Federal Reserve Is the FED trapped
Caught in the low interest rate trap
Do you remember the global financial crisis of 2008, which shook the world economy to its foundations? Politicians in most countries reacted to this disaster with a massive monetary policy stimulus. The central banks not only lowered their key interest rates to ultra-low values, but also ventured into new territory with “unconventional measures”: They bought massive amounts of securities or foreign exchange, which they financed with an enormous increase in the money supply. The balance sheet of the European Central Bank (ECB) and the American Federal Reserve (FED) increased enormously. The balance sheet of the Swiss National Bank (SNB) has increased eightfold since 2008. For more than ten years now, the ECB and the SNB have been pursuing a monetary policy as if they were in crisis mode. Switzerland started 2019 for the fifth year with negative interest rates. The FED increased the key interest rate in 2018, but after some turbulence on the financial markets, it ended the rate hike again. Interest rates as low or even negative in a good economic environment as in recent years are paradoxical. Now the business cycle could slowly run out of air and the chance of a normalization of monetary policy seems to have been missed.
The dangers of ultra-expansionary monetary policy are actually obvious. The extremely low interest rates are almost an invitation to get into debt and so private and public debt has risen to an all-time high. The ECB has now bought up 25% of the national debt of the euro countries. Interest rates should actually be hiked to end the debt expansion, but the risk of sovereign defaults and a severe recession is apparently judged to be too great. The central banks are caught in their low interest rate policy. The traces of the risky monetary policy experiment cannot be seen in consumer prices, but they cannot be overlooked in asset prices. Negative interest rates are lowering the risk premiums for stocks and have led to a sharp rise in security prices. With the increasing willingness to take risks, the risk of dangerous corrections on the stock exchanges has increased. The slide in interest rates does not end on mortgages either. Currently, a number of lenders charge less than 1 percent for ten-year fixed-rate mortgages. However, multi-family houses have been the problem child of the real estate market for some time. After all, the prices of residential investment properties have risen enormously in recent years and there is still a lot of construction going on. The best precautionary measure against a real estate bubble would actually be an interest rate hike, but this is currently out of the question for the SNB. Low interest rates are comfortable for borrowers, but what about savers? With inflation of just under 1 percent and a yield on 10-year federal bonds of around minus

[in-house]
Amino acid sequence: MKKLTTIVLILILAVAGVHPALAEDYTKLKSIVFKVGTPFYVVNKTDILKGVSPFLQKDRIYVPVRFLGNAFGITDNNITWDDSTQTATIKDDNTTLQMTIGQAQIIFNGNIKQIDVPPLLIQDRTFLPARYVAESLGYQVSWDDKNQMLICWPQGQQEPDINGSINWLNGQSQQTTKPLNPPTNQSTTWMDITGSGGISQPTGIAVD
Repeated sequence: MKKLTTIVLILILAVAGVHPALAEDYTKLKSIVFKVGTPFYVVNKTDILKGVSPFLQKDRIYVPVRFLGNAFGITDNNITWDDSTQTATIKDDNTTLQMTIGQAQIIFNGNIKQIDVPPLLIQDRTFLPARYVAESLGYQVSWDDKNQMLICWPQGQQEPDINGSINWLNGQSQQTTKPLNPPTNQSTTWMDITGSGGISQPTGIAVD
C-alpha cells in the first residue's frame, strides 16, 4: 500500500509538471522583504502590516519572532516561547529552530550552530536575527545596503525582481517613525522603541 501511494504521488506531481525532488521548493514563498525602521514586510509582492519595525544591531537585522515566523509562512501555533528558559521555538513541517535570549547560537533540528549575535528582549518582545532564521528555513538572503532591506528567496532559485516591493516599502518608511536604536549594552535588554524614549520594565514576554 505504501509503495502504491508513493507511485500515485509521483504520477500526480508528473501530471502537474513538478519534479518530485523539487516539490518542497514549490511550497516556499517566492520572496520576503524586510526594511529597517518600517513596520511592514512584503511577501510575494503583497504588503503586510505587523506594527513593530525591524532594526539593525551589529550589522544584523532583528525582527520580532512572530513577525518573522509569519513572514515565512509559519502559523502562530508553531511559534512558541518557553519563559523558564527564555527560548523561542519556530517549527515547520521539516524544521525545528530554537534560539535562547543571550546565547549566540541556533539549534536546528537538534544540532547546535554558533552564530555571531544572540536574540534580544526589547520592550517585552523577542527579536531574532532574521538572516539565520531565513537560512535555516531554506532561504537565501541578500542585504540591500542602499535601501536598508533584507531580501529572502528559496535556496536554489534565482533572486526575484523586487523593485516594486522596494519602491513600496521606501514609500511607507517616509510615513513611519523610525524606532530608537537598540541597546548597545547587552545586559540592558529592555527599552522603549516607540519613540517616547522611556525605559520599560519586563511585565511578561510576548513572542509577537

0.4 percent results in a real loss of 1.4 percent. This is also extraordinary in the long-term and a novelty in a boom. Negative interest rates act like a tax on savings and therefore make us worry about our retirement assets.
If concerns about the side effects of the expansionary monetary policy are growing ever greater, why is the SNB not increasing its key interest rates? Because she fears that a rise in interest rates could lead to an appreciation of the Swiss franc and bring us deflation and recession. The SNB is therefore attached to the ECB's skirt. Overall, there is little doubt that it was right to use new monetary policy “drugs” after the financial crisis. The fact that the medicine was not discontinued despite the patient's recovery is difficult to understand in view of the increasing side effects. Now the next "disease" threatens and it will be interesting to see which medicine will be prescribed. A stronger dose of the old medication in the form of even lower negative interest rates or a new medication, such as the helicopter money? In any case, with its monetary policy decision, the ECB is likely to have pushed the horizon for a normalization of monetary policy far beyond. Even if the SNB were to raise its key interest rate for the first time in 2020, the zero line should not be exceeded until 2021 at the earliest.
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